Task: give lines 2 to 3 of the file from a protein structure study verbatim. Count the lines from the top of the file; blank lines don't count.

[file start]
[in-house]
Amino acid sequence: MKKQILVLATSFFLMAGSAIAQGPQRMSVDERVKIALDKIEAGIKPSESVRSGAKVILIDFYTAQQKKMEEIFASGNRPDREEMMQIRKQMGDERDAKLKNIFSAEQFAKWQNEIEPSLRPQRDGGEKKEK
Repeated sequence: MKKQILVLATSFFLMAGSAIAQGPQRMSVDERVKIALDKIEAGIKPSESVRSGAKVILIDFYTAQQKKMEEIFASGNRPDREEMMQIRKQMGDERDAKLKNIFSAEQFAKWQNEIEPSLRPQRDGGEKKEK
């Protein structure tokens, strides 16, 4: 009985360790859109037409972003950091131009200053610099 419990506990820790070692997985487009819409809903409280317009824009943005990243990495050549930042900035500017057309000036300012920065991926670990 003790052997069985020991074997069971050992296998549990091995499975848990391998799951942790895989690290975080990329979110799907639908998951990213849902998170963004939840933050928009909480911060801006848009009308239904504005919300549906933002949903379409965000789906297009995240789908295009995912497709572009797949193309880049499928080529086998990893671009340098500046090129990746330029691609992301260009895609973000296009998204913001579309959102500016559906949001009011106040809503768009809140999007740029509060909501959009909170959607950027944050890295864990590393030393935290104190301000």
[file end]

Amino acid sequence: MKKQILVLATSFFLMAGSAIAQGPQRMSVDERVKIALDKIEAGIKPSESVRSGAKVILIDFYTAQQKKMEEIFASGNRPDREEMMQIRKQMGDERDAKLKNIFSAEQFAKWQNEIEPSLRPQRDGGEKKEK
Repeated sequence: MKKQILVLATSFFLMAGSAIAQGPQRMSVDERVKIALDKIEAGIKPSESVRSGAKVILIDFYTAQQKKMEEIFASGNRPDREEMMQIRKQMGDERDAKLKNIFSAEQFAKWQNEIEPSLRPQRDGGEKKEK